After less than two years on the market, Firebirds, including the 1969 Pontiac Firebird Sprint Convertible, enjoyed a facelift. Overall length grew 2.3 inches, width by an inch. Wheel openings were flatter, and windsplits decorated bodyside panels and front fenders.
Change was most evident in the Endura plastic front end (doubling as a bumper), where the split grille was narrower and quad headlamps sat in separate compartments. Slim, fluted taillamps continued, but in a revised rear panel. Overall, the car had a heavier look, adopting some of the GTO's character.
Base engine was again the 175 horsepower, 250-cid overhead-cam six. Sprints got a more potent 230 horsepower edition, breathing through four barrels instead of a single-throat carburetor.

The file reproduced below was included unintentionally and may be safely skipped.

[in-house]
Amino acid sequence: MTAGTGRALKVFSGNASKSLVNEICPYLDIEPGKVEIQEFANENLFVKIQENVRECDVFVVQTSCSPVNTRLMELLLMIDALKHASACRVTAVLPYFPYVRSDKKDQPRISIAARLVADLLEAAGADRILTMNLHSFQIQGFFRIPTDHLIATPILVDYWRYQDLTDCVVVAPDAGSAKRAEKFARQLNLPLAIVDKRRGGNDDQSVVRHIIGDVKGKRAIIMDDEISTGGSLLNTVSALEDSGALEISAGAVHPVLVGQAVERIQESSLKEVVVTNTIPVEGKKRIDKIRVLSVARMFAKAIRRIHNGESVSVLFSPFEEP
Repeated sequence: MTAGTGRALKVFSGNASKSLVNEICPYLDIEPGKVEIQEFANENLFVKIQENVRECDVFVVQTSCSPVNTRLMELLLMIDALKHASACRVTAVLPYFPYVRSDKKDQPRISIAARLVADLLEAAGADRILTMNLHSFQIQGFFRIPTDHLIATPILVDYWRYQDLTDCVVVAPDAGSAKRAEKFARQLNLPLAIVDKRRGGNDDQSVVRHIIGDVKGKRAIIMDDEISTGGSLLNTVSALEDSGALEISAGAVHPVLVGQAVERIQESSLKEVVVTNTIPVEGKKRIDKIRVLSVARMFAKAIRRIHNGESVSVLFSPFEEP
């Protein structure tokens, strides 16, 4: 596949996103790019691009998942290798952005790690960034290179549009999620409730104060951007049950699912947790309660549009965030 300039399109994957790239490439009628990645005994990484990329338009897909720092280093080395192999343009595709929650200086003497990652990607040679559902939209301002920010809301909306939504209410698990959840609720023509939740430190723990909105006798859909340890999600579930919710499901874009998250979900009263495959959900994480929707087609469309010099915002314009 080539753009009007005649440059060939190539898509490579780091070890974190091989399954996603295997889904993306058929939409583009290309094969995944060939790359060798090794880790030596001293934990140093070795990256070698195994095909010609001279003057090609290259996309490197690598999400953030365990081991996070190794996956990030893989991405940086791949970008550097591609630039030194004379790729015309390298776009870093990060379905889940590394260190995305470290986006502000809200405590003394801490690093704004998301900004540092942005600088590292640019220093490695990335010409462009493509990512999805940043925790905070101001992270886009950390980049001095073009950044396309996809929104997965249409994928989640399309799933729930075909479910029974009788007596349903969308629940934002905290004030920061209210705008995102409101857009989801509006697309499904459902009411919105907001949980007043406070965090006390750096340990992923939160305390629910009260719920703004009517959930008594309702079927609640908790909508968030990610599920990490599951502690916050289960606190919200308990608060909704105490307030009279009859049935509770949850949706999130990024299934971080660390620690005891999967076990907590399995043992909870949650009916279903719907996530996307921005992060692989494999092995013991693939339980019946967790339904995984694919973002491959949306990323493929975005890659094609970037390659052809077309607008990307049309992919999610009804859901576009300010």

For $121, Sprints also included racing stripes and sport suspension. Contemporary testers found the Sprint delightfully responsive on the open road, especially with a four-speed.
Base V-8 was the 350, delivering 265 bhp on regular fuel. The 350 HO earned a few modifications (new heads, higher-lift cam) and came with a heavy-duty three-speed and dual exhausts. Ordering the 350 HO no longer brought side stripes.
Next step: the muscular 330 horsepower 400, including hood scoops, special handling suspension, and chrome engine dress-up components. The 400 HO engine was gone, but two Ram Air versions could be ordered. With its high-output cam and oversize valves, the Ram Air IV could deliver quarter-mile times near 14 seconds.
Interiors displayed fresh instrument-panel facing and a new steering wheel. Options included Rally II wheels and, for the first time, all-leather bucket seats. Shoulder belts were standard in coupes; bench seats were optional, though rarely installed. Close to one-fourth of Firebirds halted with front disc brakes.
To learn more about muscle cars, see:
- Pontiac Firebird Reviews by Consumer Guide
- Muscle Cars